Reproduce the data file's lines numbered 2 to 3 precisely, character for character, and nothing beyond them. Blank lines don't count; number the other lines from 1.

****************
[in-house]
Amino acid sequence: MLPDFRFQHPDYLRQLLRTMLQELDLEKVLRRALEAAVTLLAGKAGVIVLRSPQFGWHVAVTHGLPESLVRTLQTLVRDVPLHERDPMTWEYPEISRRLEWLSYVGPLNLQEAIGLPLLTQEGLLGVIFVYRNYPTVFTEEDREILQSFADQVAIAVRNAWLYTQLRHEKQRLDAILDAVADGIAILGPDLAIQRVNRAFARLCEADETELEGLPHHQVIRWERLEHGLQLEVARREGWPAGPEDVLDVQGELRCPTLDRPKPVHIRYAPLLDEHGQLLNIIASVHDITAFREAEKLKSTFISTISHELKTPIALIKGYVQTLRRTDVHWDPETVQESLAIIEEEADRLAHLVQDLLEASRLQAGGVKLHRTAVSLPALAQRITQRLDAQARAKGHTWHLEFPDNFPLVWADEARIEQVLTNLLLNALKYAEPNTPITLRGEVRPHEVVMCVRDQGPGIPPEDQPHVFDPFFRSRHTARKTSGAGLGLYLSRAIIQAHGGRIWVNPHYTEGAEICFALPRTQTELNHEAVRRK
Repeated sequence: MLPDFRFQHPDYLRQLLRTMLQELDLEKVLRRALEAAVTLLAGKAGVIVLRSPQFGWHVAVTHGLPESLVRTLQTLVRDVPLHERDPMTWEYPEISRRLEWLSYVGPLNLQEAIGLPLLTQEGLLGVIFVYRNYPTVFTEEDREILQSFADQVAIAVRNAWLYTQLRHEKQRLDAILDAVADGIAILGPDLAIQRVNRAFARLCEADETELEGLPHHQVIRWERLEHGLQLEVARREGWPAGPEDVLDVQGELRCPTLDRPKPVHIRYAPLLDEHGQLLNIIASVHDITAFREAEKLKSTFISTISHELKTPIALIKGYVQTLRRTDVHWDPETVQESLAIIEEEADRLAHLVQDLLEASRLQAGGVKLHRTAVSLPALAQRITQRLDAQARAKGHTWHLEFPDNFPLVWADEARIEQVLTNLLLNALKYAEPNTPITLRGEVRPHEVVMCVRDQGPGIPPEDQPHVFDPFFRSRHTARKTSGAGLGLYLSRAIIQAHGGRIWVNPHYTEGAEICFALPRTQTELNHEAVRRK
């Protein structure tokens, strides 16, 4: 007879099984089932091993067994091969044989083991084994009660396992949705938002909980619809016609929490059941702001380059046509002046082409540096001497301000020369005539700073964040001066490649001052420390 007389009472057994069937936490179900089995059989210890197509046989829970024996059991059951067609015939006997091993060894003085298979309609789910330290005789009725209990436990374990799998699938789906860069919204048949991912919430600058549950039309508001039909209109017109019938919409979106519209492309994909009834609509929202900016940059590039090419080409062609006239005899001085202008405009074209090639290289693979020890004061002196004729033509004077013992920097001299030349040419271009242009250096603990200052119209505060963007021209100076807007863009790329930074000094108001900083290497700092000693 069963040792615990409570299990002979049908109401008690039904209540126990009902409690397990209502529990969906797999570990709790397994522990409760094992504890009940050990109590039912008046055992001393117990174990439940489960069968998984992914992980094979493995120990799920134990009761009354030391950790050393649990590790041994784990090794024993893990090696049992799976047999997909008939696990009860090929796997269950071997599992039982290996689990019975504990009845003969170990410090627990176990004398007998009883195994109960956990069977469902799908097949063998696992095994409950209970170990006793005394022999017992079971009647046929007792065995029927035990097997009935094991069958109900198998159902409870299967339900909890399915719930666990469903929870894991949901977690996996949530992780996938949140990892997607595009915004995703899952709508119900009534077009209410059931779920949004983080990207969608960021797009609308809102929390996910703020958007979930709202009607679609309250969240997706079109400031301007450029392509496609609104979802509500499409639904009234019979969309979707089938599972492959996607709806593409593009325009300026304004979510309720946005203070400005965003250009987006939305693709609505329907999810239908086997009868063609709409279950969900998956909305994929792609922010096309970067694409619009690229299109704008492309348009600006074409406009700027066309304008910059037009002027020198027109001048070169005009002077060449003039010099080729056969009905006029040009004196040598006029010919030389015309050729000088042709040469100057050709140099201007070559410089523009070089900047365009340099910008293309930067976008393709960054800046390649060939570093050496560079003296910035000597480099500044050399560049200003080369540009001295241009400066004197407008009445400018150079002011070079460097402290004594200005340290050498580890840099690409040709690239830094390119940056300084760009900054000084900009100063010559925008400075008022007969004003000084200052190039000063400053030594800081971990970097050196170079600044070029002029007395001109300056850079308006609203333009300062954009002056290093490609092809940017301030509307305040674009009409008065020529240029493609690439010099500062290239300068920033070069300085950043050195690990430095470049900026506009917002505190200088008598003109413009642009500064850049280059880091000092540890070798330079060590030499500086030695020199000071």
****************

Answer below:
Amino acid sequence: MLPDFRFQHPDYLRQLLRTMLQELDLEKVLRRALEAAVTLLAGKAGVIVLRSPQFGWHVAVTHGLPESLVRTLQTLVRDVPLHERDPMTWEYPEISRRLEWLSYVGPLNLQEAIGLPLLTQEGLLGVIFVYRNYPTVFTEEDREILQSFADQVAIAVRNAWLYTQLRHEKQRLDAILDAVADGIAILGPDLAIQRVNRAFARLCEADETELEGLPHHQVIRWERLEHGLQLEVARREGWPAGPEDVLDVQGELRCPTLDRPKPVHIRYAPLLDEHGQLLNIIASVHDITAFREAEKLKSTFISTISHELKTPIALIKGYVQTLRRTDVHWDPETVQESLAIIEEEADRLAHLVQDLLEASRLQAGGVKLHRTAVSLPALAQRITQRLDAQARAKGHTWHLEFPDNFPLVWADEARIEQVLTNLLLNALKYAEPNTPITLRGEVRPHEVVMCVRDQGPGIPPEDQPHVFDPFFRSRHTARKTSGAGLGLYLSRAIIQAHGGRIWVNPHYTEGAEICFALPRTQTELNHEAVRRK
Repeated sequence: MLPDFRFQHPDYLRQLLRTMLQELDLEKVLRRALEAAVTLLAGKAGVIVLRSPQFGWHVAVTHGLPESLVRTLQTLVRDVPLHERDPMTWEYPEISRRLEWLSYVGPLNLQEAIGLPLLTQEGLLGVIFVYRNYPTVFTEEDREILQSFADQVAIAVRNAWLYTQLRHEKQRLDAILDAVADGIAILGPDLAIQRVNRAFARLCEADETELEGLPHHQVIRWERLEHGLQLEVARREGWPAGPEDVLDVQGELRCPTLDRPKPVHIRYAPLLDEHGQLLNIIASVHDITAFREAEKLKSTFISTISHELKTPIALIKGYVQTLRRTDVHWDPETVQESLAIIEEEADRLAHLVQDLLEASRLQAGGVKLHRTAVSLPALAQRITQRLDAQARAKGHTWHLEFPDNFPLVWADEARIEQVLTNLLLNALKYAEPNTPITLRGEVRPHEVVMCVRDQGPGIPPEDQPHVFDPFFRSRHTARKTSGAGLGLYLSRAIIQAHGGRIWVNPHYTEGAEICFALPRTQTELNHEAVRRK